This transcript has been edited for clarity.
Ladies and gentlemen, dear colleagues, I am Christoph Diener from the Faculty of Medicine at the University of Duisburg-Essen. I wanted to report new studies, which were published in October 2022.
The most important and relevant studies were published in the stroke field. There were two studies from China that clearly showed that thrombectomy is effective in occlusion of the basilar artery.
The first study was the ATTENTION study in 340 patients with occlusion of the basilar artery. They were randomized in a proportion of 2:1 to thrombectomy or best medical treatment within a time window of 12 hours. About one third received systemic thrombolysis.
The primary endpoint was modified Rankin scale from 0 to 3, which was achieved in 46% with thrombectomy and 23% with best medical treatment. Mortality after 90 days was dramatically reduced from 55% to 37% with thrombectomy. There were about five intracranial hemorrhages in the thrombectomy group.
The second study, also done in China, recruited 217 patients with occlusion of the basilar artery. Here, the time window was 6-24 hours. Overall, 20% received thrombolysis. Again, the primary endpoint was modified Rankin scale, from 0 to 3. This was achieved in 46% with thrombectomy vs 24% with best medical treatment. Mortality after 90 days was 31% with thrombectomy vs 42% with best medical treatment. There were six symptomatic intracranial hemorrhages [in the thrombectomy group] vs one [in the best medical treatment group].
We have two studies that clearly show that, in a time window up to 24 hours, thrombectomy is effective in occlusion of the basilar artery, improves functional outcome, and reduces mortality, with a very small risk for intracerebral hemorrhage.
The caveat is these studies were done in Chinese patients and not in Caucasian patients. These patients, much more frequently than Caucasian patients, have a preexisting stenosis of the basilar artery, so many of them required balloon dilatation and stent implantation before thrombectomy. I think there is no doubt now that thrombectomy is effective.
The next study, from the Netherlands, investigated whether it makes sense to decrease increased blood pressure in people who have a suspicion of stroke on the way to the hospital. They asked paramedics to apply either a patch with glyceryl trinitrate 5 mg or placebo on the way to the hospital.
They recruited 380 patients. This study had to be terminated prematurely because there was no benefit on the modified Rankin scale and there was a significant bleeding risk in the active treatment group. This clearly shows that lowering blood pressure on the way to the hospital or early in the hospital in patients with ischemic stroke has no benefit.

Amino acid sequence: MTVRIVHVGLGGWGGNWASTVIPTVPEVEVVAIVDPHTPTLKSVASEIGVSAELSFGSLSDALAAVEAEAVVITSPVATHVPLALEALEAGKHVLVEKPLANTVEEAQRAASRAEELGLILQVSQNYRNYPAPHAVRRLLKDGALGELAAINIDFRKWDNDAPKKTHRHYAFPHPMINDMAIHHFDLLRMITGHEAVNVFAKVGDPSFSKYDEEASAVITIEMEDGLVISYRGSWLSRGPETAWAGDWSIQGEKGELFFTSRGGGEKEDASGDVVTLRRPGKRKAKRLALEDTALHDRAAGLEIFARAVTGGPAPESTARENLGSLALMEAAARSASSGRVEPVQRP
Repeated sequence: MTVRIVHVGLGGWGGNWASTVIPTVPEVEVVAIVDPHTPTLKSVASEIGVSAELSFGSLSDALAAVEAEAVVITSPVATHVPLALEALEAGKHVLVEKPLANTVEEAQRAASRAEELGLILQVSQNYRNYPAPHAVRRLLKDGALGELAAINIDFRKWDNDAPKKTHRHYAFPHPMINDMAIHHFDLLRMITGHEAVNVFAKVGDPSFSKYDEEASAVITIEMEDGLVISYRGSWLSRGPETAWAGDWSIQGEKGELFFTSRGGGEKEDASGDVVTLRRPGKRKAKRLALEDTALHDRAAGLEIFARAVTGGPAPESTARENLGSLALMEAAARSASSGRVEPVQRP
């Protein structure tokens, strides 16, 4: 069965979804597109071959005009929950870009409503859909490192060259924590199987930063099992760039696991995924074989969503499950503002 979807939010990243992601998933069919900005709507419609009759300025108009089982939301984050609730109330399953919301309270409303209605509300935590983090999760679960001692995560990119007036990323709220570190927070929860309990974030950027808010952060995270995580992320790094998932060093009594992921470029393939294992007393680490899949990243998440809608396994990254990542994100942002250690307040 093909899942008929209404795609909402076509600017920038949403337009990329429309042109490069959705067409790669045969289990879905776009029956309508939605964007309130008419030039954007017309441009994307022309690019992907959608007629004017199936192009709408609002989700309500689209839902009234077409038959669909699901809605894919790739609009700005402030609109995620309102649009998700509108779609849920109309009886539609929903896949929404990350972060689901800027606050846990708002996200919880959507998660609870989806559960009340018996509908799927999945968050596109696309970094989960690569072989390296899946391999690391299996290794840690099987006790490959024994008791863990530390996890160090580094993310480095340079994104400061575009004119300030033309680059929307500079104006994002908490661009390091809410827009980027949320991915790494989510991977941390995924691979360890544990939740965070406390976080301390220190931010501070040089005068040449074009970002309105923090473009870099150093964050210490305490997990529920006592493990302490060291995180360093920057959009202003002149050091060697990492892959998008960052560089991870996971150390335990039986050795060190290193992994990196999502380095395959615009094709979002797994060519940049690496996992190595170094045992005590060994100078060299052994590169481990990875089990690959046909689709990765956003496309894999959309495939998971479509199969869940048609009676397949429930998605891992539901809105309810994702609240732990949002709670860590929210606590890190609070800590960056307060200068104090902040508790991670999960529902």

Let me move to prevention of migraine with monoclonal antibodies. We have now monoclonal antibodies like erenumab, which acts at the CGRP receptor, or other ones like fremanezumab, galcanezumab, and eptinezumab.
A study group in the Netherlands investigated whether treatment with monoclonal antibodies has an impact on blood pressure. They prospectively followed 109 patients on erenumab 140 mg and 87 patients on fremanezumab 225 mg over a period of 12 months.
In the erenumab group, there was a significant increase in blood pressure by about 5 mm Hg, which I did not see in the fremanezumab group or in control participants who were not treated with monoclonal antibodies. The good news is that only three patients on erenumab needed antihypertensive treatment. The bottom line is that there is a need to measure blood pressure in patients undergoing migraine prevention with monoclonal antibodies.
Another study in Denmark is very important because they investigated whether erenumab 140 mg works in trigeminal neuralgia. They randomized 80 patients to receive erenumab 140 mg or placebo, and there was no benefit of erenumab. This shows that, obviously, release of CGRP plays no role in trigeminal neuralgia.
The last study investigated intravenous immunoglobulins 2 g/kg body weight in 95 patients with dermatomyositis. They were treated every 4 weeks for 16 weeks. There is no surprise that the immunoglobulins improved the condition in 80% of the patients compared with 44% on placebo. The caveat here is that immunoglobulins can have side effects, and six patients in the active treatment group had a thromboembolic event.
Ladies and gentlemen, I've shared some interesting studies published in October 2022. The most exciting and relevant for clinical practice is that thrombectomy is highly effective in patients with basilar thrombosis through a time window of 24 hours.
I am Christoph Diener from the University of Duisburg-Essen. Thank you very much for listening and watching.
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Cite this: Hans-Christoph Diener. Recent Updates: Stroke, Migraine, and Dermatomyositis - Medscape - Dec 20, 2022.